• S. Aidinlis, ‘Defining the ‘‘legal’’: two conceptions of legal consciousness and legal alienation in administrative justice research’ (2019) 41 Journal of Social Welfare and Family Law 495-513
  • J. Bell, S. Aidinlis, H. Smith, M. Mourby, H. Gowans, S. Wallace and J. Kaye, ‘Balancing data subjects’ rights and public interest research: examining the interplay between UK law, EU human rights law and the General Data Protection Regulation’ (2019) 5(1) European Data Protection Law Review 43-53
  • M. Mourby, H. Gowans, S. Aidinlis, H. Smith and J. Kaye, ‘Governance of academic research data under the GDPR – lessons from the UK’ (2019) 9(3) International Data Privacy Law 192–206 
  • M. Mourby, J. Doidge, K. Jones, S. Aidinlis, H. Smith, J. Bell, R. Gilbert, P. Dutey-Magni and J. Kaye, ‘Health Data Linkage for Public Interest Research in the UK: Key Obstacles and Solutions’ (2019) 4(1) International Journal of Data Population Science  9-22
  • J. Bell, S. Wallace, M. Mourby, H. Gowans, S. Aidinlis, H. Smith and J. Kaye, ‘Lawful disclosure of administrative data for research purposes in the UK’ (2018) 2(1) Journal of Data Protection & Privacy 1-14
  • M. Mourby, E. Mackey, M. Elliot, H. Gowans, S. Wallace, J. Bell, H. Smith, S. Aidinlis and J. Kaye, ‘Are ‘‘pseudonymised’’ data always personal data? Implications of the GDPR for administrative data research in the UK’ (2018) 34(2) Computer Law & Security Review 222-233
  • S. Aidinlis and G. Nikolou, ‘What grounds law? A legal-philosophical reading of the Greek Supreme Court’s 1428/2017 decision on the validity of same-sex marriages’ (2018) 1 To Syntagma 293-323 (in Greek)
  • M. Mourby, S. Aidinlis and H. Smith, ‘Virtues out of necessity? A review of the progress of the UK Data Protection Bill 2017-18’ (2017) 167 New Law Journal 11

Policy reports

  • T. Sveinsdottir, P. Troullinou, S. Aidinlis and others, ‘The role of data in AI’ (2020) Commissioned report for the OECD Data in AI Working Group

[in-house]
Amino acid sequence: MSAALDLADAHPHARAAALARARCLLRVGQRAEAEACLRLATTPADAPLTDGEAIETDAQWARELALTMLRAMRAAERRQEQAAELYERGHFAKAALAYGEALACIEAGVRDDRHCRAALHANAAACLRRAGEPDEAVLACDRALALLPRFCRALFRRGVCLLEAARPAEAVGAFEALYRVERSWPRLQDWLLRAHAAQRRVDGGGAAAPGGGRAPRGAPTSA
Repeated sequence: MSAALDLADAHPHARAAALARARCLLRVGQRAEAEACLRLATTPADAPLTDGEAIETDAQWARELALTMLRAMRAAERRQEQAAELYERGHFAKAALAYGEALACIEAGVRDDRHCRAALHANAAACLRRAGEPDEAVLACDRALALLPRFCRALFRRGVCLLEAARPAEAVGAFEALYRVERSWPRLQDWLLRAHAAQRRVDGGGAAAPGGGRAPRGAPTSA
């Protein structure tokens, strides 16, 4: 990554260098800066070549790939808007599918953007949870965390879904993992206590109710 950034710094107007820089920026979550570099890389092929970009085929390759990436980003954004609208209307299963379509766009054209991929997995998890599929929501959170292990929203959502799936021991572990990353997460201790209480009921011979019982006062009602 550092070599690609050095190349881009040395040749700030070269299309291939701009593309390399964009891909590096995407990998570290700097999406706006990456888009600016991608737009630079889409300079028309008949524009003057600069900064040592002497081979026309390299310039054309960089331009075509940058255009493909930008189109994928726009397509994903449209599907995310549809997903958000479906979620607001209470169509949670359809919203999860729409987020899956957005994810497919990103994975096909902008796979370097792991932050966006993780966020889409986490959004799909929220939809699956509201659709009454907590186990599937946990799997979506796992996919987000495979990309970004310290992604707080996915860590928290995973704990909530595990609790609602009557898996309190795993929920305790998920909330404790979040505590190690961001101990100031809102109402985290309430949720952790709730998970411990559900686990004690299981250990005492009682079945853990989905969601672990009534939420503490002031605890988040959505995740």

• S. Aidinlis, H. Smith, A. Adams-Prassl and J. Adams-Prassl, ‘Creating a Justice Data Infrastructure For Research: Legal Opportunities and Constraints’ (2020) University of Oxford UKRI Report
  • H. Teare, S. Coy, S. Wallace, S. Aidinlis, A. Schuler-Scott, H. Smith, H. Gowans and J. Kaye, ‘Data Policy Models for Funding Bodies’ (2018) Wellcome Trust 

Conference papers

  • I. Pastaltzidis, N. Dimitriou, K. Quezada-Tavarez, S. Aidinlis et al, ‘Data augmentation for fairness-aware machine learning: Preventing algorithmic bias in law enforcement systems’ (FAccT '22: 2022 ACM Conference on Fairness, Accountability, and Transparency)
  • S. Aidinlis and A. Gurzawska, ‘Responsible innovation in Multidisciplinary Research and Innovation Projects: Moving from Principle to Practice’ (2021) ISPIM Innovation Conference LUT Scientific and Expertise Publications: ISBN 978-952-335-467-8
  • S. Aidinlis, H. Smith, J. Armour and J. Adams-Prassl, ‘Lawful Grounds for Processing Justice Data for Legal/Tech in the UK’ (Data for Policy 2021)
  • S. Aidinlis, F. Ritchie, F. Tava and E. Green, ‘Reconsidering the ‘Public/Private’ Divide in Data Governance: Legal Realities and Ethical Implications’ (Data for Policy 2020)


  • S. Aidinlis, ‘Using AI-Powered Immersive Technologies for Improved Situational Awareness of Police Officers: Promise and Challenges’ (2022) TechUK blog
  • S. Aidinlis, ‘Designing a multi-layered ethical and legal oversight for developing augmented reality technology in DARLENE’ (2021) DARLENE website  
  • S. Aidinlis and I. Gruev, ‘Accountability for Sexual Harassment at the International Criminal Court – The Case of Defence Support Staff’ (2019) OxHRH Blog   
  • S. Aidinlis, ‘The ‘‘Administrative Justice’’ of Government Data Sharing for Research: a Primer’ (2019) UKAJI Blog
  • S. Aidinlis, 'Driving Forces of Administrative Data Sharing by Public Bodies: A UK-wide Socio-Legal Enquiry' (2017) ADRN Blog